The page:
Looking for advice on how to start collecting art on a budget? Find affordable, eco-conscious art with these five tips!
I’m still relatively new to the world of art collecting. Sure, I’ve hung things on my walls in every home I’ve lived in for my whole life.
But I didn’t start truly start collecting art until we moved into our sustainable home. This house means so much to me, it just didn’t feel right to hang anything on the walls that didn’t also mean something.
I found my first piece hanging in my favourite local coffee shop more than two years after we moved in. (Finding meaningful pieces of art on a budget takes time.) I ordered my next piece online from an artist who specializes in equine art.
I found one piece at my local thrift store, while the next three came from two different galleries way up north in Yellowknife, Canada. And my most recent four acquisitions came from Photowall, a very cool, eco-conscious place to buy art online because they print everything on-demand using non-toxic ink and eco-friendly paper.
Me detailing where all my art came from is just my way of telling you there is no one right way to find affordable art to invest in. There are many ways! In this post, you’ll find my advice on buying art for beginners, how to start an art collection on a budget, and see photos of my own burgeoning collection.
And if you’d like to learn more about why it’s okay to take your time when buying things for your home, check out my post on slow design.
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Why You Should Start an Art Collection
There are so many answers when it comes to the question: “Why collect art?” Probably the most obvious – and the most important – is that looking at art enriches your life.
Being around art is good for us because it stimulates our minds and our spirits. It can make us feel peaceful, energized, provoked – really any emotion is fair game. Also, displaying art in your home is another way to make it feel like a space that truly reflects you and what you stand for.
Of course, people collect art for many reasons aside from pure enjoyment. Some think of it as an investment. Others think of it as a way to support the arts. It can be way to connect to history. It can be a way to be a part of a story that is bigger than you.
How to Start Collecting Art: Define Your Style
Before you buy a single piece, you need to figure out what you actually like. No – not like. LOVE. Raise your hand if you ever bought a random piece of art at a generic home store, only to wind up feeling kind of meh about it. (That can’t just be me… right?)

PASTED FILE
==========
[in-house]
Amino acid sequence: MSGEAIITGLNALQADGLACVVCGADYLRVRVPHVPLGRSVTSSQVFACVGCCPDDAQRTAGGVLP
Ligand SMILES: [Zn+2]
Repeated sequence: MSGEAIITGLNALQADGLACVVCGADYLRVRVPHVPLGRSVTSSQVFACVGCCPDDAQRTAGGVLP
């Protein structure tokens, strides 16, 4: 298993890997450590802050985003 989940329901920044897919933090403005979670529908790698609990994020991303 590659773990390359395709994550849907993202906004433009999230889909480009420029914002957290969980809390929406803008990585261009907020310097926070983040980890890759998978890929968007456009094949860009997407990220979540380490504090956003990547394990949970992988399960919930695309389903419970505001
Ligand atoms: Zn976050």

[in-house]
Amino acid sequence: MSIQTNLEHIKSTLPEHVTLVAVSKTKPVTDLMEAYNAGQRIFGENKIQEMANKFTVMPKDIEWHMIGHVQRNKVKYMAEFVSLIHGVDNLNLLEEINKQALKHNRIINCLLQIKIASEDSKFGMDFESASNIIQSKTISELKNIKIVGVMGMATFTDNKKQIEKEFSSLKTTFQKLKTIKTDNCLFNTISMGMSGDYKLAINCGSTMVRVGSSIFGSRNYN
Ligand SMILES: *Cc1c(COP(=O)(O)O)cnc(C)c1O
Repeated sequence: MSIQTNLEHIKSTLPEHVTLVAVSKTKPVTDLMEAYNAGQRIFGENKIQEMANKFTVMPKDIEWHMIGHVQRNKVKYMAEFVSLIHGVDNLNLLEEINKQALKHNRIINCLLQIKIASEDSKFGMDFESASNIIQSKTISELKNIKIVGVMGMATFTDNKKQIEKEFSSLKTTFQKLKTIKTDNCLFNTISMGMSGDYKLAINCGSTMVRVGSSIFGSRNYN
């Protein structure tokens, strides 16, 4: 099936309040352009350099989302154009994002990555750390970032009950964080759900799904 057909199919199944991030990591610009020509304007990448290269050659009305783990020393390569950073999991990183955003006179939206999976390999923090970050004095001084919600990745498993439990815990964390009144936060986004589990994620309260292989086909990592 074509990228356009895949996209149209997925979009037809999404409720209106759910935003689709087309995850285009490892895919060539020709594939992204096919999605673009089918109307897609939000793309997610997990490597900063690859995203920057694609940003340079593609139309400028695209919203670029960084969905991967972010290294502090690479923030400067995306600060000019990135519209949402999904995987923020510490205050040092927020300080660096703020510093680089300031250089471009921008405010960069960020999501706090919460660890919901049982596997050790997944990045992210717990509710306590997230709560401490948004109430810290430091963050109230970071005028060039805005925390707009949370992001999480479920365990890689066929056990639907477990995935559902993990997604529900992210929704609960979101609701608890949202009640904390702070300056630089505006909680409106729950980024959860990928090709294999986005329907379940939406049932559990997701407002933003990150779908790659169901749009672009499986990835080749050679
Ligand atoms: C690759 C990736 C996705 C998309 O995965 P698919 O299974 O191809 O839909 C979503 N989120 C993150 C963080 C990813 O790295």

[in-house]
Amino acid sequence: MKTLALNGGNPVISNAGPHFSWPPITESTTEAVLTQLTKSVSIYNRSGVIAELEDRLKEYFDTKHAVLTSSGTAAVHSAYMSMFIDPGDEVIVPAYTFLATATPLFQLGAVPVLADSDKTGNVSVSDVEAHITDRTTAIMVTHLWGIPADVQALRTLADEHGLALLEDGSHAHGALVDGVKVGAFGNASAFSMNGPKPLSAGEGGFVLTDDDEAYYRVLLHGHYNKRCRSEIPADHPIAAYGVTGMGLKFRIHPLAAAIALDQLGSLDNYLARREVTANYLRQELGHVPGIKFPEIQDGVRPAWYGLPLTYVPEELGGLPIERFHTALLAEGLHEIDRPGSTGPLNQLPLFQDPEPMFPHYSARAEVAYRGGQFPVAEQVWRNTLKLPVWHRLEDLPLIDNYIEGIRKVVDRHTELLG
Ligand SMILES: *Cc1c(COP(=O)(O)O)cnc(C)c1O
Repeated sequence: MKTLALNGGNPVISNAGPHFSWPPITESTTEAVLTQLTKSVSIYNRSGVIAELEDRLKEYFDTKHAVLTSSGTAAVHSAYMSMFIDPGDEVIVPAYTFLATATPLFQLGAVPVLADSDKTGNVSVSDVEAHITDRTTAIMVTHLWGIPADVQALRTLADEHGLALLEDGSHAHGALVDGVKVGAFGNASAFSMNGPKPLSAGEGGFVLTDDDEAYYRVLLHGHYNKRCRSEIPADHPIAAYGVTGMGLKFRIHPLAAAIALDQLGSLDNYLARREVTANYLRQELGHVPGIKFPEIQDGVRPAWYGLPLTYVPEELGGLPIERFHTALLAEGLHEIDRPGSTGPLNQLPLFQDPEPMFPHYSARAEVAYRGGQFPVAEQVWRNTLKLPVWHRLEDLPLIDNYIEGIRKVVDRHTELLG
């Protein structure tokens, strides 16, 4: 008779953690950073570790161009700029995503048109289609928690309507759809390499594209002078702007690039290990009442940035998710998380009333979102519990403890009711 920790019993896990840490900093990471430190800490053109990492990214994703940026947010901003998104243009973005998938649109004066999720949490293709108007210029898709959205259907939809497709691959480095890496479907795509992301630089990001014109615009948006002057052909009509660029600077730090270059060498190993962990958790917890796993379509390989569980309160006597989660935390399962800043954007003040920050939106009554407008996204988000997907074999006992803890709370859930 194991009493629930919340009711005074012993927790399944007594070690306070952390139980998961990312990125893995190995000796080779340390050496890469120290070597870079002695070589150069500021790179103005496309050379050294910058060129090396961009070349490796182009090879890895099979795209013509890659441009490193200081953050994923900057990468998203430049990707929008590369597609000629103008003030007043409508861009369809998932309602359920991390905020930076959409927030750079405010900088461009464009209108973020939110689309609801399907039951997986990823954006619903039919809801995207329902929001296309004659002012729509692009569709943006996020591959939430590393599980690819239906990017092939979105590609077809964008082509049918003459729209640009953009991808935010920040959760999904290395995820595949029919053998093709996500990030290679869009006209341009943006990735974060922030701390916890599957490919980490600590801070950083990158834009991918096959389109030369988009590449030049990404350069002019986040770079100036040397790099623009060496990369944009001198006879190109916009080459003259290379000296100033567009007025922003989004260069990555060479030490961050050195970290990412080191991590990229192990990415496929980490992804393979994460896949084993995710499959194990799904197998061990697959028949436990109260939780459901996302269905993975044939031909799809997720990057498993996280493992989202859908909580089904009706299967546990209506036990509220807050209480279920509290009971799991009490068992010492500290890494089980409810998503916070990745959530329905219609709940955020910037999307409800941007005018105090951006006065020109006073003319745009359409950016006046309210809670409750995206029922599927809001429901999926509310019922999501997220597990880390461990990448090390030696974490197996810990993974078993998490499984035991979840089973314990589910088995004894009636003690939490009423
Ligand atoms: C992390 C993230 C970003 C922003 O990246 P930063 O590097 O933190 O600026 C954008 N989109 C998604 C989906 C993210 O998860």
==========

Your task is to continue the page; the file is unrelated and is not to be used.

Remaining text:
But if you’re not an art expert – and most of us aren’t – it can be hard to pinpoint your style. So start by paying attention to what catches your eye. When you’re out and about, flipping through a magazine or scrolling on your phone – which types of art are speaking to you?
Do you prefer landscapes? Portraits? Abstracts? Sketches? Photography? Certain colours? Certain themes? Most likely you’ll be drawn to more than one type of artwork. Take note, but don’t buy anything – yet. Spend some time considering what it is you like and why. And if the answer to why is “because I just do,” that’s totally okay too!
Look for Affordable Art Online
As I’ve already mentioned, I’ve found and purchased art in all kinds of settings. And I encourage you to do the same. But one of the easiest and least intimidating ways to find art you love is to do so online.
Especially when you’re first starting out and are looking for affordable art to invest in, browsing online can really help you stay within your budget. It also really helps with the above tip, because on most online sites you can filter out the styles you know you don’t like. Which gives you more mental space to focus on the things you do like.
That’s one of the things I like about online art sites such as Photowall. Even though they have over 25,000 prints (wow!), it’s really easy to add filters so you’re getting what feels like a curated experience. If you prefer canvas to prints they have those too. They even have wallpaper!